Do you remember the children’s book The Story of Ping? I remember it from my childhood, and read it to my own daughter when she was little. Ping is a little duck who lives on a boat on the Yangtze River. Every day he and his large extended duck family march down a little gangplank to forage along the banks for something yummy to eat, and every night they waddle home as fast as they can because the last one aboard receives a little spank on the back. One day Ping gets distracted by something tantalizing and realizes, too late, that he will be the last one home, so he goes astray. After a few misadventures he decides to get back on board, even though he knows he will have to face the consequences.
Now, for the record, I do not approve of the corporal punishment of ducklings. I do get the whole wanting to avoid accountability thing. For example, I have found that honestly writing down what I eat every day helps me stay focused, stay honest with myself, make a consistent plan, and ultimately lose weight. So I do it.
Except when I don’t.
Except when I don’t want to really be accountable to myself for what I ate on any given (bad) day. I would rather, like Ping, go astray, look for something yummy to eat, and avoid the spank (or the smack in the face) of seeing how much I actually consumed at a given meal that I know was too big. Or waaay too big. Or binge-y.
I am working really diligently to change that. I am finding that being honest with myself about food is getting easier the more I commit to it. The more I make it a habit, the less I fight myself over it. I just do it. I might not need to or choose to forever, but right now it is very helpful feedback. I am getting a clearer picture of what trips me up over and over (curse you, red meat and wine!). But also this: I am seeing what I am doing well. I am seeing the good choices I am making. I get to see, in black and white, that I am making more good choices than bad, that I have a lot more meals that I am proud of than ashamed of.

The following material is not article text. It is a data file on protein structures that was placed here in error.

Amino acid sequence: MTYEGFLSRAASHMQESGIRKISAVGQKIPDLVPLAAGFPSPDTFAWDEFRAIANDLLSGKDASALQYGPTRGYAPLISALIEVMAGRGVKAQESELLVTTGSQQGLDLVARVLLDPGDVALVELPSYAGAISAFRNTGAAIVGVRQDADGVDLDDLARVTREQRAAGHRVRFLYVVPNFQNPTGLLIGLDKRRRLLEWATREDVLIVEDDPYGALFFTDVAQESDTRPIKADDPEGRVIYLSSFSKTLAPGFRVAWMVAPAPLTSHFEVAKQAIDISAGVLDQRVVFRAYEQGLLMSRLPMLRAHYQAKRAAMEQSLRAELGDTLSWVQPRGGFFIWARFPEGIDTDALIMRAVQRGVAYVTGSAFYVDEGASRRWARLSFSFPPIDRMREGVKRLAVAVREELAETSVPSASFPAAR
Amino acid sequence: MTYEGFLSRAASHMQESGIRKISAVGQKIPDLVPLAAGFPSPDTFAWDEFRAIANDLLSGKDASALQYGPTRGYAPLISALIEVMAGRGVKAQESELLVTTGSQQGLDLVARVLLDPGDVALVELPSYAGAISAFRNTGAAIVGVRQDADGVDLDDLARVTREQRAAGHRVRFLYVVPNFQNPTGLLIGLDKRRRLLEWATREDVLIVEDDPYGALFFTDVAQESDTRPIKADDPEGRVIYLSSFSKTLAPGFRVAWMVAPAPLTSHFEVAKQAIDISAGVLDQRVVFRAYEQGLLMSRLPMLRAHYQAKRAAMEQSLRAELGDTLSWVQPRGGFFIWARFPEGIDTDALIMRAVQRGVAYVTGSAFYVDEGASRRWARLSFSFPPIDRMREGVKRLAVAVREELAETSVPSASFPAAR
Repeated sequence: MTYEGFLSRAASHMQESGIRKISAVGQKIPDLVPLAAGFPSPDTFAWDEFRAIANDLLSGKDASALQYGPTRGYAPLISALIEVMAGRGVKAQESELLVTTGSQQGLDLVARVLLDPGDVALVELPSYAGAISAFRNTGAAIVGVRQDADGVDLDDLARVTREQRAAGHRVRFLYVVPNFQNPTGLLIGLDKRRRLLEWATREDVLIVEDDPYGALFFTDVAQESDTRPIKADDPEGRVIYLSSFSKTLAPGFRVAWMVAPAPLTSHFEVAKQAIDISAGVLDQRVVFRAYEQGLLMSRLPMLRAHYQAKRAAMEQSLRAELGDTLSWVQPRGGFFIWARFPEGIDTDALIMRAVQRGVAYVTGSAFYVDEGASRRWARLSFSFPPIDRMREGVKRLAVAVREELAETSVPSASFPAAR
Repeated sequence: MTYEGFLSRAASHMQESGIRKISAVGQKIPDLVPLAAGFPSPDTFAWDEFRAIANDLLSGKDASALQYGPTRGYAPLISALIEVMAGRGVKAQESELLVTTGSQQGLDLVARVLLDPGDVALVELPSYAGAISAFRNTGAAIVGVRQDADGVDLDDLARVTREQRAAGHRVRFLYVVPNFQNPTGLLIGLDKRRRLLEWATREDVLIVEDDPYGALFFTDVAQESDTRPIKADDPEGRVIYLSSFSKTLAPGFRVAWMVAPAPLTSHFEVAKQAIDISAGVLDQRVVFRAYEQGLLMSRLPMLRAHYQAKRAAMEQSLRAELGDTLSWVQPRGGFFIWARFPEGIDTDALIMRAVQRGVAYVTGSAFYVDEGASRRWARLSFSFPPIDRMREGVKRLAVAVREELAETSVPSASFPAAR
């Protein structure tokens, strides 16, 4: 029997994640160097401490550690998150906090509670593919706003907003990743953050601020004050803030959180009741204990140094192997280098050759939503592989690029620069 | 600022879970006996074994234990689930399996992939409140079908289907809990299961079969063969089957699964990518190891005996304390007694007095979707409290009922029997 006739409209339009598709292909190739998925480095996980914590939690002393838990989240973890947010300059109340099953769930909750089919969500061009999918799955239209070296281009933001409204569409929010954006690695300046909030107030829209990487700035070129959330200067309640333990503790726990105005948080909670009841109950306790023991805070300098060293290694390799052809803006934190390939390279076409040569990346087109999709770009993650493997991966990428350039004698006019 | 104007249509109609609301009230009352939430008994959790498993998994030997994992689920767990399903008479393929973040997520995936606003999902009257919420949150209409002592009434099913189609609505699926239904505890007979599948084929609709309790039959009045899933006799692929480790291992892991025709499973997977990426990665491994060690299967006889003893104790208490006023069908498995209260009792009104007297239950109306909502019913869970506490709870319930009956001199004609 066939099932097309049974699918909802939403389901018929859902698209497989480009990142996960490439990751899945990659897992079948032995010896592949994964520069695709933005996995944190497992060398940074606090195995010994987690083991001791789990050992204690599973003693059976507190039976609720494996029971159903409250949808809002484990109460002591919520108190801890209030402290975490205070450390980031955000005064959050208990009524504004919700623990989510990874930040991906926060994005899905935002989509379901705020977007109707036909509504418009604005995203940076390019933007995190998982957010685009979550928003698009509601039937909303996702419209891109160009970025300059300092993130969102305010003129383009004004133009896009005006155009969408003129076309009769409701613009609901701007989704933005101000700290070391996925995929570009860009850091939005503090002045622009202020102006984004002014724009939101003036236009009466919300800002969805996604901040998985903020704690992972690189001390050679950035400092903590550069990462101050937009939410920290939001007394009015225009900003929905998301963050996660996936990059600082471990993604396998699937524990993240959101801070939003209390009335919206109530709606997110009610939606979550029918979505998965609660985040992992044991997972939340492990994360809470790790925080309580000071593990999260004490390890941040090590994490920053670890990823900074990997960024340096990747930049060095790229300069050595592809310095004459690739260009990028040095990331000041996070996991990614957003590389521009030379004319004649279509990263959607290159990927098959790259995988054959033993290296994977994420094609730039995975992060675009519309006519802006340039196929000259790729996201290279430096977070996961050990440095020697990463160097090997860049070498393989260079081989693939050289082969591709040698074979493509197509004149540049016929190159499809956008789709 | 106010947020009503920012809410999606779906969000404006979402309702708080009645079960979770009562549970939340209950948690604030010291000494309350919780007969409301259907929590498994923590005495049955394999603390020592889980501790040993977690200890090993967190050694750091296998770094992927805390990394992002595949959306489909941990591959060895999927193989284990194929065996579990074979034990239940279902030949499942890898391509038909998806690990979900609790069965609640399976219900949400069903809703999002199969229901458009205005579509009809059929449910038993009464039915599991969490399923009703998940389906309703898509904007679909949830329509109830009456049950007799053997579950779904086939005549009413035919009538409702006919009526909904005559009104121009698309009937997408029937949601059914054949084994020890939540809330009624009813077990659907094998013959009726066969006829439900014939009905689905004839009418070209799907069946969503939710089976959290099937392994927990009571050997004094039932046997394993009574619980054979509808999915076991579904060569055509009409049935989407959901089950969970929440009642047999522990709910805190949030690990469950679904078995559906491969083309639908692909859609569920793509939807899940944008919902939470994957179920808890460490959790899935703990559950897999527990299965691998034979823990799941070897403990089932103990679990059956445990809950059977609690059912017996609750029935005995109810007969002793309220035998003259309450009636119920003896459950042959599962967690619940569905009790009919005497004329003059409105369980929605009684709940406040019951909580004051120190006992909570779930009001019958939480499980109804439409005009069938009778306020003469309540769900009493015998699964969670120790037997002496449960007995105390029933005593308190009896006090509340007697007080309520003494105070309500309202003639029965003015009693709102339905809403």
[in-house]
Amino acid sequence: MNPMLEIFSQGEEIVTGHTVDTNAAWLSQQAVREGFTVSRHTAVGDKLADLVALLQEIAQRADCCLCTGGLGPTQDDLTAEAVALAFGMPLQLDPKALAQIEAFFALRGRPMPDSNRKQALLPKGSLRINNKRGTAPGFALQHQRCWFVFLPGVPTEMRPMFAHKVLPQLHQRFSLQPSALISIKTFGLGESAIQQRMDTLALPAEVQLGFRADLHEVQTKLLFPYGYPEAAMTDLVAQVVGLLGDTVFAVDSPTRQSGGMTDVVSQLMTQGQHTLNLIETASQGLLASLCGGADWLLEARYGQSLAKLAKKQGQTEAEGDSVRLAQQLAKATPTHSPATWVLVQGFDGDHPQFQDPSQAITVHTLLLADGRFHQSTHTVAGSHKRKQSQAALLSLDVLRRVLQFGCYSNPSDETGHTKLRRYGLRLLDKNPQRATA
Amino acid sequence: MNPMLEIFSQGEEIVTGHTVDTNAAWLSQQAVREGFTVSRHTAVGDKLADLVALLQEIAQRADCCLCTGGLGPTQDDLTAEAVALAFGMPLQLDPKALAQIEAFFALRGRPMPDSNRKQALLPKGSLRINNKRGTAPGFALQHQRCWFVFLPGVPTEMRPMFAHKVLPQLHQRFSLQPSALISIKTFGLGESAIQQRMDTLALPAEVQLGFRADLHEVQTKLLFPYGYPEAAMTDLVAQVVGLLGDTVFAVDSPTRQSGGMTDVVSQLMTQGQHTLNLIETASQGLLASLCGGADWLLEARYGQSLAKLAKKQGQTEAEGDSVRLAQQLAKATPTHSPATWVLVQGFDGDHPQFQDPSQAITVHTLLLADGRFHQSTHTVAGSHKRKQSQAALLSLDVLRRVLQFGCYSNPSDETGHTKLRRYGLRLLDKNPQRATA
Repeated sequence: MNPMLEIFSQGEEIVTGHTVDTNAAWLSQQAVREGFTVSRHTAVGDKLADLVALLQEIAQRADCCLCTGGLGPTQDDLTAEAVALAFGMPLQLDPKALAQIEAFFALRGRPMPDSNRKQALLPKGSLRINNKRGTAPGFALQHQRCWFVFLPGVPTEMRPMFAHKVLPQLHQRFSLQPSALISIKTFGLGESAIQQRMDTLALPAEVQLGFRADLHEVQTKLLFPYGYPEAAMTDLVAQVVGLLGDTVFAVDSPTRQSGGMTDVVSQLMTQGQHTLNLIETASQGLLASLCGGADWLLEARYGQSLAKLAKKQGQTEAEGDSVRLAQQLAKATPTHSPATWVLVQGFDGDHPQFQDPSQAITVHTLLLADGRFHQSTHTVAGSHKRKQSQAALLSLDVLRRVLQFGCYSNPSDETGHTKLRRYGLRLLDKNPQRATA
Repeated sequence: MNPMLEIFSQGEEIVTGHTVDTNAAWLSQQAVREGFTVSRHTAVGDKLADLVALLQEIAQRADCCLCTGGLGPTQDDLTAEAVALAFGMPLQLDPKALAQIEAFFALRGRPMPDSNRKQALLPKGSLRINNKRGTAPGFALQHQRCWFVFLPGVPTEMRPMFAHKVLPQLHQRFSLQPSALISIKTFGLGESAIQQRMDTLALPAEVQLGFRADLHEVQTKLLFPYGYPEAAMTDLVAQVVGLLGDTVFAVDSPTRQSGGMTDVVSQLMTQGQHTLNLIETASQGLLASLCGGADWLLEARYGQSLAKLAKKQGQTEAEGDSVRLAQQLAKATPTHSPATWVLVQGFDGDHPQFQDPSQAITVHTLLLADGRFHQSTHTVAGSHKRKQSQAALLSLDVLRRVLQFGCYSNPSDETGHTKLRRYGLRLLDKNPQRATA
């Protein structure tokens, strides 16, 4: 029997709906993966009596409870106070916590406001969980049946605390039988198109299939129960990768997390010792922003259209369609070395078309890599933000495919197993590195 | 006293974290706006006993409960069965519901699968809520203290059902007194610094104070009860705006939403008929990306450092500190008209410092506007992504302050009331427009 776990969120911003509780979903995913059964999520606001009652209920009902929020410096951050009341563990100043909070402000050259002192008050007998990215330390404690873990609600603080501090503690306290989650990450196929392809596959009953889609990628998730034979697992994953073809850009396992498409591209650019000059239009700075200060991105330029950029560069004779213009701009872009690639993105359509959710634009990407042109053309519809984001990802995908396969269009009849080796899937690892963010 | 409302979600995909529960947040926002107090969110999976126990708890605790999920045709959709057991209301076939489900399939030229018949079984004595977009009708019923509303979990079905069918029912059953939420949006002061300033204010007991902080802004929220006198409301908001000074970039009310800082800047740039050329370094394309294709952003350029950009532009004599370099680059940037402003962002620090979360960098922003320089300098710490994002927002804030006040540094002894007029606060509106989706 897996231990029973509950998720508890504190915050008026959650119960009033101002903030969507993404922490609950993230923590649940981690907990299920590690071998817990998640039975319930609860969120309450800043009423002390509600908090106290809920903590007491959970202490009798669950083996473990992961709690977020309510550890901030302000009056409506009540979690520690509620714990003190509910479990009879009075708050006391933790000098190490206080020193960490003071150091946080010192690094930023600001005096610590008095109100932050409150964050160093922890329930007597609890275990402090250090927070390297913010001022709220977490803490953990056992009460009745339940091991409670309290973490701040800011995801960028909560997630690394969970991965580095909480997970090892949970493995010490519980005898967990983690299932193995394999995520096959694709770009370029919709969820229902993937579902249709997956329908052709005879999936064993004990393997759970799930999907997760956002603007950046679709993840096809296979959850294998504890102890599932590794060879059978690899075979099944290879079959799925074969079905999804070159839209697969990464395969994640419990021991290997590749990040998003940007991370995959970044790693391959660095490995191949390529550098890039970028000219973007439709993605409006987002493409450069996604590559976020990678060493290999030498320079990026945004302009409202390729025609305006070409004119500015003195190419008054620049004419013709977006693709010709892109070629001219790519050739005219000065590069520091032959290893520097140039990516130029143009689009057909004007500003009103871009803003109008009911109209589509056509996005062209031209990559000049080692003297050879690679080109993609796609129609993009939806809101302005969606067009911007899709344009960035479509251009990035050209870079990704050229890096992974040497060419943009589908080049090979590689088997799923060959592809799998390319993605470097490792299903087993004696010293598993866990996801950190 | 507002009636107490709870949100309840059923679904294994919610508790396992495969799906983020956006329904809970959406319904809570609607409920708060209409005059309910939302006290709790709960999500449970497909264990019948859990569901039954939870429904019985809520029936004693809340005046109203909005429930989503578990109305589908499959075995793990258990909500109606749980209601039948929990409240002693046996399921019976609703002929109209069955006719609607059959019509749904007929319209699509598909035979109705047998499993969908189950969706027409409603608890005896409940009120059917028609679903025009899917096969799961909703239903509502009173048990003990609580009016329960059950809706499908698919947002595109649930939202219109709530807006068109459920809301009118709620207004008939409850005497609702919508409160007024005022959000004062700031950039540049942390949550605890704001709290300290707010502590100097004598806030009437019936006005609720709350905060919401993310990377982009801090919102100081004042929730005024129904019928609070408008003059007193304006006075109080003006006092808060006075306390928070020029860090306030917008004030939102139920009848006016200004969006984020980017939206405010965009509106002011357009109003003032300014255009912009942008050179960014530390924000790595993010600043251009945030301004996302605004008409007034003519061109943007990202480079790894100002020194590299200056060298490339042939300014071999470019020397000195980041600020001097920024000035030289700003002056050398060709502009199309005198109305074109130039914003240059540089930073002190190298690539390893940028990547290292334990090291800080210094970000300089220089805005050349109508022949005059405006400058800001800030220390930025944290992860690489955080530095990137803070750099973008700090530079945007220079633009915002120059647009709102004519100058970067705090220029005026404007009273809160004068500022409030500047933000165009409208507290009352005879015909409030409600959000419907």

Some weeks I want to avoid the accountability of weighing in at my Weight Watchers meeting. Facing the consequences there is even more fraught, because the scale doesn’t always move the way I want it to, or as fast as I would like, or even make much sense week to week. Sometimes I have a loss or a gain that seems so at odds with my how I ate that week. But Heather at Halfsizeme.com assures me that it is the downward trend, the six week average that really counts, so I am getting better at not letting the scale dictate my mood.
And even when I get a little spank on the scale I am happy to have found my way home. I love my meeting and my fabulous leader, Kelly. I love the other people there in the struggle with me. I am in awe of the lifetimers who keep coming back even after they have lost the weight. I think they do it partly to cheer the rest of us on, to serve as role models. But even more importantly, I think, they have figured out how to be accountable — not to Weight Watchers — but to themselves.